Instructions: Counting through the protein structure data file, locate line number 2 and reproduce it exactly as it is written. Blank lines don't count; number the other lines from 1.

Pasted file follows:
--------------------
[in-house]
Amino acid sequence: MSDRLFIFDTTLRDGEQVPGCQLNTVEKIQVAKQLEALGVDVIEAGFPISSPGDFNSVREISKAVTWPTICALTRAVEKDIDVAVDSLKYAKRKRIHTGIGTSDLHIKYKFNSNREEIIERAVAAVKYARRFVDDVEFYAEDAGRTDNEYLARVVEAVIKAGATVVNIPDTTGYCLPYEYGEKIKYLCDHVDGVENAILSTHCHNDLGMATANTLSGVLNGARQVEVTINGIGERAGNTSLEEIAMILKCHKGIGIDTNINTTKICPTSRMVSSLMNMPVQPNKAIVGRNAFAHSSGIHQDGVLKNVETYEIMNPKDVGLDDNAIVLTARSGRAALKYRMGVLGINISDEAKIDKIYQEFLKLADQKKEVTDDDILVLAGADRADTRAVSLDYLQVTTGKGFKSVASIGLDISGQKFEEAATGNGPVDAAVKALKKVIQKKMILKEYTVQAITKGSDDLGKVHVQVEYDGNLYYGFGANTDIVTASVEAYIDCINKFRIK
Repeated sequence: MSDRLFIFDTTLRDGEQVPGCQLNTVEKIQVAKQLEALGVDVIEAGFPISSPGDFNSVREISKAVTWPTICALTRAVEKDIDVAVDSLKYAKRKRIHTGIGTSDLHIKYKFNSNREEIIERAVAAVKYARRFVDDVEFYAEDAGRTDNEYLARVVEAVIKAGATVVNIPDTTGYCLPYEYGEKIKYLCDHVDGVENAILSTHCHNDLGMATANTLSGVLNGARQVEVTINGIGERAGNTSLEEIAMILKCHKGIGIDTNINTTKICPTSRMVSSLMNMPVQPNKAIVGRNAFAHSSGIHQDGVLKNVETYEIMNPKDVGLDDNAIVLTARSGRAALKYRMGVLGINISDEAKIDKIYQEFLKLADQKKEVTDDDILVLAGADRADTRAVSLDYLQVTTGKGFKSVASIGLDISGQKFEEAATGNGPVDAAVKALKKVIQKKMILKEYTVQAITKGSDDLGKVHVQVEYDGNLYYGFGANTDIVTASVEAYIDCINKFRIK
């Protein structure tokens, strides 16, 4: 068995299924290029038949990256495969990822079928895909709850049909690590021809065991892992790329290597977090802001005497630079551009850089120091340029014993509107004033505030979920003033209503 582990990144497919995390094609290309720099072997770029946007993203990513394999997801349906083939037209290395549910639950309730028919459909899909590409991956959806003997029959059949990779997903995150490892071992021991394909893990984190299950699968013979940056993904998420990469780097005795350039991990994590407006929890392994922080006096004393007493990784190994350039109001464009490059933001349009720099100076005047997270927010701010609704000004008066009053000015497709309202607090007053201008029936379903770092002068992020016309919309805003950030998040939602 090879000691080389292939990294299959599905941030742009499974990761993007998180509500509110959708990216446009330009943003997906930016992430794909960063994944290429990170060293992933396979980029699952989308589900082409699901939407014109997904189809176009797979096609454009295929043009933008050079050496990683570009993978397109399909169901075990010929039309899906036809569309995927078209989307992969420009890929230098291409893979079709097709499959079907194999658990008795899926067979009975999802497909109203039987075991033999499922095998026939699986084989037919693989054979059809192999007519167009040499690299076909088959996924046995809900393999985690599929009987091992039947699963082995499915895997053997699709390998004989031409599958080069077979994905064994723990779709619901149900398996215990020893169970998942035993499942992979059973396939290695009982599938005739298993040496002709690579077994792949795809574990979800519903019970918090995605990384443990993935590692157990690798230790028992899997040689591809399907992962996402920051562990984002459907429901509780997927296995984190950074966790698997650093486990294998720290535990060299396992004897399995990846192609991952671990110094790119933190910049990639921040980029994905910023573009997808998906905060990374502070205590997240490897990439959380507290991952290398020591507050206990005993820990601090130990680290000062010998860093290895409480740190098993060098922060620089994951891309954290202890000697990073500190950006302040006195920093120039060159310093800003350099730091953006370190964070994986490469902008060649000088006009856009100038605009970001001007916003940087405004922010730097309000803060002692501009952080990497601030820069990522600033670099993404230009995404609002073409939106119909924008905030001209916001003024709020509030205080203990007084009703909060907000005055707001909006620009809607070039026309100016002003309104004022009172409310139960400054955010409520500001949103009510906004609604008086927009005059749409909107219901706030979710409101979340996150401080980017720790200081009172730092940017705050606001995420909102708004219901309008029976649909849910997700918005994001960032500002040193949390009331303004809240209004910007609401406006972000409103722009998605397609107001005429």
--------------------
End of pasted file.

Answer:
Amino acid sequence: MSDRLFIFDTTLRDGEQVPGCQLNTVEKIQVAKQLEALGVDVIEAGFPISSPGDFNSVREISKAVTWPTICALTRAVEKDIDVAVDSLKYAKRKRIHTGIGTSDLHIKYKFNSNREEIIERAVAAVKYARRFVDDVEFYAEDAGRTDNEYLARVVEAVIKAGATVVNIPDTTGYCLPYEYGEKIKYLCDHVDGVENAILSTHCHNDLGMATANTLSGVLNGARQVEVTINGIGERAGNTSLEEIAMILKCHKGIGIDTNINTTKICPTSRMVSSLMNMPVQPNKAIVGRNAFAHSSGIHQDGVLKNVETYEIMNPKDVGLDDNAIVLTARSGRAALKYRMGVLGINISDEAKIDKIYQEFLKLADQKKEVTDDDILVLAGADRADTRAVSLDYLQVTTGKGFKSVASIGLDISGQKFEEAATGNGPVDAAVKALKKVIQKKMILKEYTVQAITKGSDDLGKVHVQVEYDGNLYYGFGANTDIVTASVEAYIDCINKFRIK